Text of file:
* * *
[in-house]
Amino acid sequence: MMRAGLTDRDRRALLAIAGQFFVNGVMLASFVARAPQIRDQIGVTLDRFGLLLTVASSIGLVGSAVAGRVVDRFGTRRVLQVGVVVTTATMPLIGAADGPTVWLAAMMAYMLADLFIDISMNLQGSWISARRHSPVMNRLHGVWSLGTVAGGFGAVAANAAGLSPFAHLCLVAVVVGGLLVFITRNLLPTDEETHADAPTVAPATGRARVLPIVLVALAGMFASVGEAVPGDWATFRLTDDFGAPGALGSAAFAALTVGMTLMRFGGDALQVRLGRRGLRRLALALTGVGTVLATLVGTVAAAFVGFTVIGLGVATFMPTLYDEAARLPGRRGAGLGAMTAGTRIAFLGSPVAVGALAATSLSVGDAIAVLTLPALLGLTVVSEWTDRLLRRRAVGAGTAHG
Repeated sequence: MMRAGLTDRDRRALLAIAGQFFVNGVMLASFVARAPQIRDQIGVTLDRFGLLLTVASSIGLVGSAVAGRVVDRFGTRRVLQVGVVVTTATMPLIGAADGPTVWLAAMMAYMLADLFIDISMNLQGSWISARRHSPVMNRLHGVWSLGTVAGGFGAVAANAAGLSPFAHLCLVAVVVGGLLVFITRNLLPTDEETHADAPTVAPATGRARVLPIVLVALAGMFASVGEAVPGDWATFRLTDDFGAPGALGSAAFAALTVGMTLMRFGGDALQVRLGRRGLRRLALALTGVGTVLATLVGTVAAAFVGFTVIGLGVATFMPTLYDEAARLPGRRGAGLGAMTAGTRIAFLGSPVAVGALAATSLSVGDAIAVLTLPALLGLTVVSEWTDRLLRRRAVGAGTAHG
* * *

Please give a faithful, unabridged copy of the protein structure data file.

[in-house]
Amino acid sequence: MMRAGLTDRDRRALLAIAGQFFVNGVMLASFVARAPQIRDQIGVTLDRFGLLLTVASSIGLVGSAVAGRVVDRFGTRRVLQVGVVVTTATMPLIGAADGPTVWLAAMMAYMLADLFIDISMNLQGSWISARRHSPVMNRLHGVWSLGTVAGGFGAVAANAAGLSPFAHLCLVAVVVGGLLVFITRNLLPTDEETHADAPTVAPATGRARVLPIVLVALAGMFASVGEAVPGDWATFRLTDDFGAPGALGSAAFAALTVGMTLMRFGGDALQVRLGRRGLRRLALALTGVGTVLATLVGTVAAAFVGFTVIGLGVATFMPTLYDEAARLPGRRGAGLGAMTAGTRIAFLGSPVAVGALAATSLSVGDAIAVLTLPALLGLTVVSEWTDRLLRRRAVGAGTAHG
Repeated sequence: MMRAGLTDRDRRALLAIAGQFFVNGVMLASFVARAPQIRDQIGVTLDRFGLLLTVASSIGLVGSAVAGRVVDRFGTRRVLQVGVVVTTATMPLIGAADGPTVWLAAMMAYMLADLFIDISMNLQGSWISARRHSPVMNRLHGVWSLGTVAGGFGAVAANAAGLSPFAHLCLVAVVVGGLLVFITRNLLPTDEETHADAPTVAPATGRARVLPIVLVALAGMFASVGEAVPGDWATFRLTDDFGAPGALGSAAFAALTVGMTLMRFGGDALQVRLGRRGLRRLALALTGVGTVLATLVGTVAAAFVGFTVIGLGVATFMPTLYDEAARLPGRRGAGLGAMTAGTRIAFLGSPVAVGALAATSLSVGDAIAVLTLPALLGLTVVSEWTDRLLRRRAVGAGTAHG